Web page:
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Opamp Configurations - Window comparator

The simple comparator circuit has one inherent problem: it can only tell us if one of the input voltages is higher than the other.

But what if you needed a circuit that tells us if a signal is within a range of values? you would need a circuit that tells you if the signal is higher than a minimum and if it also is lower than the maximum. The problem itself hints at the solution.

For a window comparator, we need one simple comparator set up just like the previous circuit: use the non inverting as reference and the inverting input as the signal entry. This comparator will set the maximum; if the signal goes higher than the reference the output will go negative, signaling an out of range (if we consider positive to be in range).

Another comparator is set by switching the reference and signal inputs, connecting the reference to the inverting input and the signal to the non inverting. If the signal is lower than the reference, the output will go negative, again indicating an out of range; this comparator sets the minimum.

When both opamp outputs go positive, it means that the signal is below the maximum and above the minimum, in other words, the signal is within the window of voltages you have defined.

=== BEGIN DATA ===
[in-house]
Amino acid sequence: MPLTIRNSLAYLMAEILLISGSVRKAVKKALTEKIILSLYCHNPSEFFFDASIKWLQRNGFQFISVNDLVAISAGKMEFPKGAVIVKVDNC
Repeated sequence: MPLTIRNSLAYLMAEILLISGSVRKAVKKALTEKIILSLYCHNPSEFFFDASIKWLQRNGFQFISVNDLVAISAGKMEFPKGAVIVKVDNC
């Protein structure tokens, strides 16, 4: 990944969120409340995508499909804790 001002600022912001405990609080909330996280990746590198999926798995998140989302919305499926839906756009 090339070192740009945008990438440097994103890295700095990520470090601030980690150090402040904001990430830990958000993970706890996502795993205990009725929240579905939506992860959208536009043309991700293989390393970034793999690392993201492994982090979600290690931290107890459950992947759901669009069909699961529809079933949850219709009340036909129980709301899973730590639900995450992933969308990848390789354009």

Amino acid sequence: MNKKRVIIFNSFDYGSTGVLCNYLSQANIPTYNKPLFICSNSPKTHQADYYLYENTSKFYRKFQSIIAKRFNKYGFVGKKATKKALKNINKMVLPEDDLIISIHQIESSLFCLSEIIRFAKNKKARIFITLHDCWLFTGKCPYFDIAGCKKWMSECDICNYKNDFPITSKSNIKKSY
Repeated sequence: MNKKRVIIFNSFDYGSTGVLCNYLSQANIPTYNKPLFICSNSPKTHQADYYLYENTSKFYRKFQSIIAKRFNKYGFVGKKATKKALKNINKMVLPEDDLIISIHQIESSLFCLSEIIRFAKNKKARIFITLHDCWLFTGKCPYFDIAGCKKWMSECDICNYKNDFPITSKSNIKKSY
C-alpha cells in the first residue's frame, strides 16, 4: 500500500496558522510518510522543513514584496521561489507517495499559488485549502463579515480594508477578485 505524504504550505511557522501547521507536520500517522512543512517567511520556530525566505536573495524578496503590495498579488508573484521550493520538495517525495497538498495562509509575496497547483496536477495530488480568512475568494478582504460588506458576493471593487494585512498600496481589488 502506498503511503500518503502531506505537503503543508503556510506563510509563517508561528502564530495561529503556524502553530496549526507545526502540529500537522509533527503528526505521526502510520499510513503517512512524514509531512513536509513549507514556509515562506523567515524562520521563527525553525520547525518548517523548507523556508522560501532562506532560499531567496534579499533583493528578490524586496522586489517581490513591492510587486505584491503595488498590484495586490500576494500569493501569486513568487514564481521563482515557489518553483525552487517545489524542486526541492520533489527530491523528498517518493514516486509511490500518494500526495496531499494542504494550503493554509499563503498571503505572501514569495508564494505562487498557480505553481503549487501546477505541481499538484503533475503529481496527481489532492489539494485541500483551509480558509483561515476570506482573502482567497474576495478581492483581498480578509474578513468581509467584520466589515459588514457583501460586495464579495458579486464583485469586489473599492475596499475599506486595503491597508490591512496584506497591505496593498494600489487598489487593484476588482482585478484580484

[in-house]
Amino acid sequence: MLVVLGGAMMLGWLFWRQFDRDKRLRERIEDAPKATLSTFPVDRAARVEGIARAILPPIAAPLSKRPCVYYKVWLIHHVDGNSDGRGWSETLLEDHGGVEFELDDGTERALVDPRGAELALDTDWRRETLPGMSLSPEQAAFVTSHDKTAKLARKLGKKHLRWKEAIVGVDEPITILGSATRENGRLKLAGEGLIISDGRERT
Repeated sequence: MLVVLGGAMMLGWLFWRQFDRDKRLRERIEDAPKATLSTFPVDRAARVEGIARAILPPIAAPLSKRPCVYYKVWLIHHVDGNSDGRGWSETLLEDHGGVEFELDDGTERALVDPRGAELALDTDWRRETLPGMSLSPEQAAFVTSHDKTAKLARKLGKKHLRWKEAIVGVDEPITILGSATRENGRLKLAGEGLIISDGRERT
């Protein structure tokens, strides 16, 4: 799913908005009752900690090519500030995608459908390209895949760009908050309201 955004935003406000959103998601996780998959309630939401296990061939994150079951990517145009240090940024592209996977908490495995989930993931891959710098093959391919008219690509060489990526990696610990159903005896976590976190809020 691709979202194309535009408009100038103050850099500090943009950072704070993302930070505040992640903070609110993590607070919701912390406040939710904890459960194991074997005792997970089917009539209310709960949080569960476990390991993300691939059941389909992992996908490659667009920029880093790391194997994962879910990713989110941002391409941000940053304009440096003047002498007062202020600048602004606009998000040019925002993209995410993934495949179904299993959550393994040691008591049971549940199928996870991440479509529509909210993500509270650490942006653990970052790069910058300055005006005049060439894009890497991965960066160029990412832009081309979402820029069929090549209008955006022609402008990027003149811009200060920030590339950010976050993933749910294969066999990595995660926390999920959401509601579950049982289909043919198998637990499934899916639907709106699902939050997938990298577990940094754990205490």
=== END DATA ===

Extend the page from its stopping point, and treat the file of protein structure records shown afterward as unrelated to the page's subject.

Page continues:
There's one thing to consider with this configuration, when the signal is out of range, one of the opamps will go full negative (virtual connection to negative supply) and the other will be full positive (virtual connection to positive supply). This causes a short circuit condition that needs to be avoided as it could cause damage to the circuit or the supplies.

One way to protect from this condition is use diodes configured as the logic AND gate. This simply means to connect two diodes at the opamp outputs, connect both their anodes together and to the positive supply via a high value resistor.

What this does is that only when both opamps are at full positive (diodes' conduction blocked, basically disconnecting the opamps from the rest of the circuit) will the output be positive, held by the high value resistor.

When either opamp goes negative, the diode connected to it will be forward biased, basically connecting the output to ground; the other opamp is blocked from connecting to the output by the reverse biased diode (positive opamp output connected to cathode, negative to anode) and no short circuit condition occurs.

Welcome To Electronic Circuits For Beginners!

All circuits included here are recommended to be assembled in printed circuit boards. Printed circuit boards, or PCB's increase the circuit reliability and mechanical stability.

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Led chaser circuit

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Simple power supply

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